Recently, I have received some very nice, and very encouraging emails from some of you who take your busy time to read my blog. I truly appreciate getting feedback from those of you who are having the same experiences that I am. Some of you are farther down the path than I, and I appreciate the insight. I pray that I give someone that insight also.
Now that we are retired, life is slower, less complicated, and allows time for reflection on my situation and its' consequences. I am enjoying the slower pace. I enjoy my naps! Naps are a good thing! However, the time to reflect has brought issues that I had not expected. For instance, today was the first time my wife has said, she was worried about my Parkinson's and dementia. Up to now, she has been stoic, tough, almost in denial. This openness may have come from me punching her the other night. (Read my last post. I am not a wife beater.) Or, it could come from a more recent event. A couple of days ago, I don't remember how far back, but recently, were at the Credit Union and I was paying a bill. I had to sign the electronic pad to authorize the transaction, and I forgot how to write my signature. I may have forgotten exactly who I was, I really don't know. All I know is, I was blank! My loving wife coached me into signing something that looked like my name, and we went on our way. But it was disturbing.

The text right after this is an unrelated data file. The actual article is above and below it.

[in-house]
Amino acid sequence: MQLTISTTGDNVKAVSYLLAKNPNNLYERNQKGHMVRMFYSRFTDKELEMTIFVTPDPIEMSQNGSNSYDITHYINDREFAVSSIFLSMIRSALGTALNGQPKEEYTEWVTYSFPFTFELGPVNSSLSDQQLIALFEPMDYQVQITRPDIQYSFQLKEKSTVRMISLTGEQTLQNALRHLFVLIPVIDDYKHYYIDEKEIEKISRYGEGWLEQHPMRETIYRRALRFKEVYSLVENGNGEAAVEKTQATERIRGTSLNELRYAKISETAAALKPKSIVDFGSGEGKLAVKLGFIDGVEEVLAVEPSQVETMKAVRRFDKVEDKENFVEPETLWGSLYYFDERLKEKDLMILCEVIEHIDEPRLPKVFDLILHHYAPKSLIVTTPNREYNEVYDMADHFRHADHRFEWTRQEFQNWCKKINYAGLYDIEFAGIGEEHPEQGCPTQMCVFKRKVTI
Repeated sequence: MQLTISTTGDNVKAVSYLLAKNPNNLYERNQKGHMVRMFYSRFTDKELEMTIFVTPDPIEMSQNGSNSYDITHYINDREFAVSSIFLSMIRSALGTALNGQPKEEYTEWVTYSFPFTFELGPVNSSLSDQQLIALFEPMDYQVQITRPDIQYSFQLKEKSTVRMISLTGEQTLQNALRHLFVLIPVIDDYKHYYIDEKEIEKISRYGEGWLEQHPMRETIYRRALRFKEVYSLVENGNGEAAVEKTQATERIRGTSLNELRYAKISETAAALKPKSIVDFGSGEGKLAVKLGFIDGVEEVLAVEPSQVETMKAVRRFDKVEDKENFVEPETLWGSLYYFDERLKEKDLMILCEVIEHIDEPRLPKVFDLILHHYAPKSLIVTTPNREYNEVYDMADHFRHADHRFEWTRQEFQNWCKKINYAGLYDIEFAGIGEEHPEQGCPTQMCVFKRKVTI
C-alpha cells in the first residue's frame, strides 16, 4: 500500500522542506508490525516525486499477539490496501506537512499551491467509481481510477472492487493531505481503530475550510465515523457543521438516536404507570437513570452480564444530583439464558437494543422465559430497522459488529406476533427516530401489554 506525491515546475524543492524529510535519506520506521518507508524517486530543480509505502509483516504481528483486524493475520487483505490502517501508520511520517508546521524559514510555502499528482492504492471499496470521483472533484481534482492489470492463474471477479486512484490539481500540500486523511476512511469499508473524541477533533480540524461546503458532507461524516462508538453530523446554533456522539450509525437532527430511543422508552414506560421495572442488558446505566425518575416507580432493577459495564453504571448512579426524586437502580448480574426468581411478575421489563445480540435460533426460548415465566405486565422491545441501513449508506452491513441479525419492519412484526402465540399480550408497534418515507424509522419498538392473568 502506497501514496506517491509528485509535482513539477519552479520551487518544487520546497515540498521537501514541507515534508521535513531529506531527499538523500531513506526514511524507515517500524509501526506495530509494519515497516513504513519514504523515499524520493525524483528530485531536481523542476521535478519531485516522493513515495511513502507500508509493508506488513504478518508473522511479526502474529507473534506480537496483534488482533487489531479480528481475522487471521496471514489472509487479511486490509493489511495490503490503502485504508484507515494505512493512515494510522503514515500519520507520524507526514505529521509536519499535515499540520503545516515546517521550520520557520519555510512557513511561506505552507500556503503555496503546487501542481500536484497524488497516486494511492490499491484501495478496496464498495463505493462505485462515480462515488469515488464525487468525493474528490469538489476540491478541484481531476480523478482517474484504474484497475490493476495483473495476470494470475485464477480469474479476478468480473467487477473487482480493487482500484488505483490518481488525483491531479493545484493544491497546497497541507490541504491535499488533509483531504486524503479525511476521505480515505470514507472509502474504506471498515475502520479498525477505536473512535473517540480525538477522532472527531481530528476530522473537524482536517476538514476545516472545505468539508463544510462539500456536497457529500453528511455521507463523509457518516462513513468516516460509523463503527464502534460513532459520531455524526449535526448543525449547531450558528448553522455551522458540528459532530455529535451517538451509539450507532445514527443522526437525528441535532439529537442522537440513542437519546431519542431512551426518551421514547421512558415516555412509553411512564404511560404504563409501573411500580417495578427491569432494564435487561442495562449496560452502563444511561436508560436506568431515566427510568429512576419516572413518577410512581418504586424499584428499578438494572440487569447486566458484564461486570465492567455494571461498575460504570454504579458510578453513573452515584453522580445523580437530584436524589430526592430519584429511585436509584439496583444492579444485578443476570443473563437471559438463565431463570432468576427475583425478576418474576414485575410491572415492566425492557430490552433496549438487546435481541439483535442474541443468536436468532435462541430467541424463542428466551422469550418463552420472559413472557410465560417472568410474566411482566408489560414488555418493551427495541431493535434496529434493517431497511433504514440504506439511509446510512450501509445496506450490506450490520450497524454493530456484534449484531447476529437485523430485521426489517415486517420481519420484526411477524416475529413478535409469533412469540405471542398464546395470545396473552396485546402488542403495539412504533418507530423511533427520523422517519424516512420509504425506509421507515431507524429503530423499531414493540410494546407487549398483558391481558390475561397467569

As I said, I have had time to reflect on what I have, and where things are going. For the first time, I can really say I am frightened. The unknown is always unnerving, but this is different. The first time I went out of a helicopter on a half inch wire, 250 feet above a pitching Navy ship, I was frightened. But, I knew others had done it and survived. I also knew someone who did not survive. But I realized that once I did it, the fear would be gone. However, with PD and Dementia, I will never reach the point of familiarity. I will only reach the point of no return. And that is what has me frightened. I told myself yesterday; "This is NOT how I want to die!" In my Navy career, I did crazy, dangerous, even foolish things, in combat and on liberty. If I would have been killed in any one of those situations, I would have had no regrets. I have always been a man of action. As a Gunner's Mate, I always took charge, especially in emergencies. It is how GOD made me. But now, all I can do is wait. I can't charge out and confront the situation. I can't solve the impossible equipment failure, I can't keep the unhappy sailor from committing suicide. All I can do is wait for this disease to progress. Yes, I can be proactive and exercise, take my meds, keep my medical appointments, be open with my wife and doctors about my symptoms, and I am doing all of that. But to no avail. I still get worse, I still am depressed, and I am still a worry to those who love me. Again, I realize GOD has a plan for me, and I have no intentions of taking matters into my own hands. I am sure that others who have been in my place have had much the same emotions. I am only expressing them for my own well being. You see, one thing I have learned, getting things in the open is better than keeping them bottled up inside. Sometime you, I, can't tell everyone exactly what is on our mind or in our heart, but this blog let's me express my emotions when they are fresh and poignant. Thanks for your concerns and encouragement.